FDA Seeking Even More Input on Character Space Limitation

This week FDA published a notice in the Federal Register seeking comment on the proposed collection of information regarding research entitled “Character-Space-Limited Online Prescription Drug Communications“. The notice states that the objective of the research is to test whether a link to prescription drug risk information can effectively convey the risks associated with a drug when benefit claims about that drug are made within the character-space-limited communications used in prescription drug promotion.

In other words, if a tweet or small online ad mentions that Drug X Cures Toenail Fungus will a person run out and get their doctor to give them that drug without clicking on the link to warning information? Is this development a good one or one to be concerned about?It sort of depends on the agency’s motivation.

On the one hand, FDA’s curiosity regarding the matter of balancing risk information with benefit information in a character-space-limitation setting is to be commended. It demonstrates a healthy interest in exploring the realm of social and digital media – something the agency has been grappling with since 1996 when it held its first meeting on dealing with the newly emergent Internet. Understanding the implications of social and digital media has not come easy to FDA and the menu of guidance documents promised in 2009 at a two-day public hearing on the topic has produced only a partial response on the part of the agency. In fact, patients, physicians and pharma companies have moved far ahead, and FDA has been struggling to catch up for many years.

The issue of character-space-limitation is one of the areas in which FDA has actually shed some light by producing a guidance document on the topic in June 2014. Is the agency trying to crystallize its thinking in that regard? Are they looking for evidentiary support to go back on the position they took in April 2009 regarding the “one-click rule” – the notion that risk information could be included a click away – when they issued 14 untitled letters in a single day about the use of links to third party information? If so, that would be a good thing.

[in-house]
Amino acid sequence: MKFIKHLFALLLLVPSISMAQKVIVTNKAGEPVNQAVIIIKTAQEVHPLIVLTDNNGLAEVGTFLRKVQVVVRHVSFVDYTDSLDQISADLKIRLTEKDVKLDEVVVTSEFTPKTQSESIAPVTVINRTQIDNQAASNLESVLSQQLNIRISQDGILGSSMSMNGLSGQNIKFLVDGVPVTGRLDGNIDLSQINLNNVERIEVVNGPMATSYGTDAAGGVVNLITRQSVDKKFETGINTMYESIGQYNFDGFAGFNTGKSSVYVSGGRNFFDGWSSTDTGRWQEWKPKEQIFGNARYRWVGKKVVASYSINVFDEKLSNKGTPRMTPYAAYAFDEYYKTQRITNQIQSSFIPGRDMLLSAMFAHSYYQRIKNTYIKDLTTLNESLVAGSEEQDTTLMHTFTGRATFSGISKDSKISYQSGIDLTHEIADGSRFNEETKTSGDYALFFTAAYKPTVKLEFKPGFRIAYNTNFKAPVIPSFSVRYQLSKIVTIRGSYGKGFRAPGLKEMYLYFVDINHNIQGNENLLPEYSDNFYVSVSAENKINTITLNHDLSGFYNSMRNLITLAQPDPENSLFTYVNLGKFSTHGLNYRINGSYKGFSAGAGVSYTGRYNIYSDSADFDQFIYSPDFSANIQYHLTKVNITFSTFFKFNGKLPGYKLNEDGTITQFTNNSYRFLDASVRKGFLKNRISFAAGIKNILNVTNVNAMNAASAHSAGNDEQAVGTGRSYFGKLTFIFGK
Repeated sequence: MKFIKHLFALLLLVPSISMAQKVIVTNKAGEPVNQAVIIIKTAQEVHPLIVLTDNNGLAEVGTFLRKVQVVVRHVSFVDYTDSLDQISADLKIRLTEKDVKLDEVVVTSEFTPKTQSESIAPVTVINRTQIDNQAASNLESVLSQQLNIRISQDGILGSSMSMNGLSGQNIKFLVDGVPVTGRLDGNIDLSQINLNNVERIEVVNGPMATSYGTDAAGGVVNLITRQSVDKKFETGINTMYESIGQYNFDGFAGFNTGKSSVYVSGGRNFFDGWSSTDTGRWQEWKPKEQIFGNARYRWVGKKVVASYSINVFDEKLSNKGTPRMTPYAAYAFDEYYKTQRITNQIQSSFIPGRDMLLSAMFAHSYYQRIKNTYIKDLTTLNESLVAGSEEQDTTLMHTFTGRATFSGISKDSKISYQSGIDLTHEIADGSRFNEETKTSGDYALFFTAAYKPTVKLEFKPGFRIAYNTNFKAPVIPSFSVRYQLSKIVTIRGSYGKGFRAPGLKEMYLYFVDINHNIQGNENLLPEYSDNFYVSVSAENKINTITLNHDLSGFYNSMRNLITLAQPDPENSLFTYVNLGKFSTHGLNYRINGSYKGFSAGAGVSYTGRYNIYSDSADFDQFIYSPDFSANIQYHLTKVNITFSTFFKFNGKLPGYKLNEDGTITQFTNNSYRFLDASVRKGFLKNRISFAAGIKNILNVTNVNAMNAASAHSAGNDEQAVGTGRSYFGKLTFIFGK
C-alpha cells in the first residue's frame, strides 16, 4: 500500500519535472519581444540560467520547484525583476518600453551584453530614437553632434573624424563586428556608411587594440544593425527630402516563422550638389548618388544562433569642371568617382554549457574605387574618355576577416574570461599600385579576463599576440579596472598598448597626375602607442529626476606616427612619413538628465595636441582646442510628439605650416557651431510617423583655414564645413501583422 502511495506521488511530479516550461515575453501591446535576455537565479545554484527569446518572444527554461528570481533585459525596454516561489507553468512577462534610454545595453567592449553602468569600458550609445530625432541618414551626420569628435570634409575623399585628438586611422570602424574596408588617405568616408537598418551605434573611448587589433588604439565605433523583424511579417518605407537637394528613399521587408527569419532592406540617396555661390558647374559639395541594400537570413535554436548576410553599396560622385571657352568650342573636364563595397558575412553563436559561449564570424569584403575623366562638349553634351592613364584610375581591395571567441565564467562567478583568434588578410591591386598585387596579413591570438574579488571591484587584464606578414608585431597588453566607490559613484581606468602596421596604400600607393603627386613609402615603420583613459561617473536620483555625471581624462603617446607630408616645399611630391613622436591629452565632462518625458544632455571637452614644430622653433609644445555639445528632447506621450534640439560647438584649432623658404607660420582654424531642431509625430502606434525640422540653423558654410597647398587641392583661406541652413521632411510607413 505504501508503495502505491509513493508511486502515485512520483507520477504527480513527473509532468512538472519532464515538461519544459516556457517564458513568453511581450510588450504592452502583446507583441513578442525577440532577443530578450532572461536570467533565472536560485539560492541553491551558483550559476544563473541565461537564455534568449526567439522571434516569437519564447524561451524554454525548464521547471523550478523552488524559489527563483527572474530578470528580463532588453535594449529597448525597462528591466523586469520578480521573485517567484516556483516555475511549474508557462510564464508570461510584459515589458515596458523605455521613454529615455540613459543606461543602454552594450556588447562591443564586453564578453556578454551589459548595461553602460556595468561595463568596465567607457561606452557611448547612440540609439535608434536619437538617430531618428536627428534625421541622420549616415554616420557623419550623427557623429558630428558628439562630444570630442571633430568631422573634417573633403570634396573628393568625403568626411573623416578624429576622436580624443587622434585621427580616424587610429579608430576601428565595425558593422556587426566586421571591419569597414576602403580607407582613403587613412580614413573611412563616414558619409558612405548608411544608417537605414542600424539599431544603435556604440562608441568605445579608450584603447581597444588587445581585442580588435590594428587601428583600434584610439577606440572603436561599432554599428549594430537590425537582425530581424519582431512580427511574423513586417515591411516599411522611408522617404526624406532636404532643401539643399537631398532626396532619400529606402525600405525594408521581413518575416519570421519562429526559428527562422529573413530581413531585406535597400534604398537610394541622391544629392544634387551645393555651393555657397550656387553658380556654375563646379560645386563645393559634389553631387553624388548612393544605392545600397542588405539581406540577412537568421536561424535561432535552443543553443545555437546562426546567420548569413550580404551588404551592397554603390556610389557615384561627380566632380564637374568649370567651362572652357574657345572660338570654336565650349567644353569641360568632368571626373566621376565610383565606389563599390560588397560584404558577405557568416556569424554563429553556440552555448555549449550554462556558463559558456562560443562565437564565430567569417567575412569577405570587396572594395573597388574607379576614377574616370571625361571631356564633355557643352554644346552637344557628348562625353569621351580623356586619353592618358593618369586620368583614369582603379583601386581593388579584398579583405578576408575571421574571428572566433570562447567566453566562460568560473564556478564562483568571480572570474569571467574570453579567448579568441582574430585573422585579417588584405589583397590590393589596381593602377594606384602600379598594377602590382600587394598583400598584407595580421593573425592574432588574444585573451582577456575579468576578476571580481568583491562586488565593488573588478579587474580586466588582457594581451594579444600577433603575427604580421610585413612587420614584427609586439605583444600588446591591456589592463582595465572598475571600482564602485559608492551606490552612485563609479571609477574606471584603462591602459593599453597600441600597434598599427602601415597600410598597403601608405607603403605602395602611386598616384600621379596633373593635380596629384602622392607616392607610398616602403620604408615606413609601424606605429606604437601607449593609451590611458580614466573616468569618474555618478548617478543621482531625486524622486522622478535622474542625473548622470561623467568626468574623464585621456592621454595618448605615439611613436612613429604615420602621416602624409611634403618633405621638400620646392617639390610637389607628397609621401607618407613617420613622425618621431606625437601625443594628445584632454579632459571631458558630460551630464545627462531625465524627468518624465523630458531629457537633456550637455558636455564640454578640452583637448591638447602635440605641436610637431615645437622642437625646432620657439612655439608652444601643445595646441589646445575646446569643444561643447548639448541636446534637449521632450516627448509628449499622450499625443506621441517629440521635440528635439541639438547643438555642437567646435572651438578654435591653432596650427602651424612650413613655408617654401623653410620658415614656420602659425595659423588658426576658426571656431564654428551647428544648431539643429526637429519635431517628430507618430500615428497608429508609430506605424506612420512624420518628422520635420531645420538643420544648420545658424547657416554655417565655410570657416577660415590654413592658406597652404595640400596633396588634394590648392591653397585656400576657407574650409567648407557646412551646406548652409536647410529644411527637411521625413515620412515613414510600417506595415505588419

But on the other hand, one might question whether so much attention to this particular aspect of social media use by pharma is actually warranted.

In the first place, between the patient and the prescription there is a learned intermediary – the doctor. The real world is made up of many variables that will impact whether or not risk information is picked up. And the real world is made up of many attempts to alert patients to risk information, which may or may not be particularly useful. Right now many prescriptions are delivered with pages and pages of information about a drug, but how many people actually read and absorb that information? Are those inclusions really impactful? (I personally doubt it). Do people read them once? Do they read them every time they get a re-fill?  How people get risk information, how they perceive it and act on it and how other factors figure in is complex. In short, a study to discover the use of a single link to risk information is going to tell you a small part of the picture, but it is not going to tell you the whole picture, or anything looking like it.

In the second place, FDA might better spend its time addressing the gaps in guidance around social media – for example the Use of Links to Third Party Sites guidance that was on the guidance agenda not only this year, but last year as well. Or what about adverse event reporting, listed as one of the original five questions posed during the 2009 public meeting on social media?

Finally, in fact, while pharmaceutical companies have many Twitter feeds (I have a database that contains all of the feeds of which I am aware and there are over 300), the overwhelming majority of them are not product specific, but are oriented to corporate news, recruitment and advocacy. You can see the Twitter list here.

The decision to delve further into the question of a link to risk information is important, but the question has been around for a long time. Let’s get it answered and move on.

If so inclined, you can submit comments to the docket on this matter here. And for an overview of FDA activity around social media, there is a tab on the blog devoted to resources located here.

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1 Response to FDA Seeking Even More Input on Character Space Limitation

  1. Pingback: Will the FDA let digital marketing’s one-click rule back on the table? – FiercePharma | DailyMarketingHub.com

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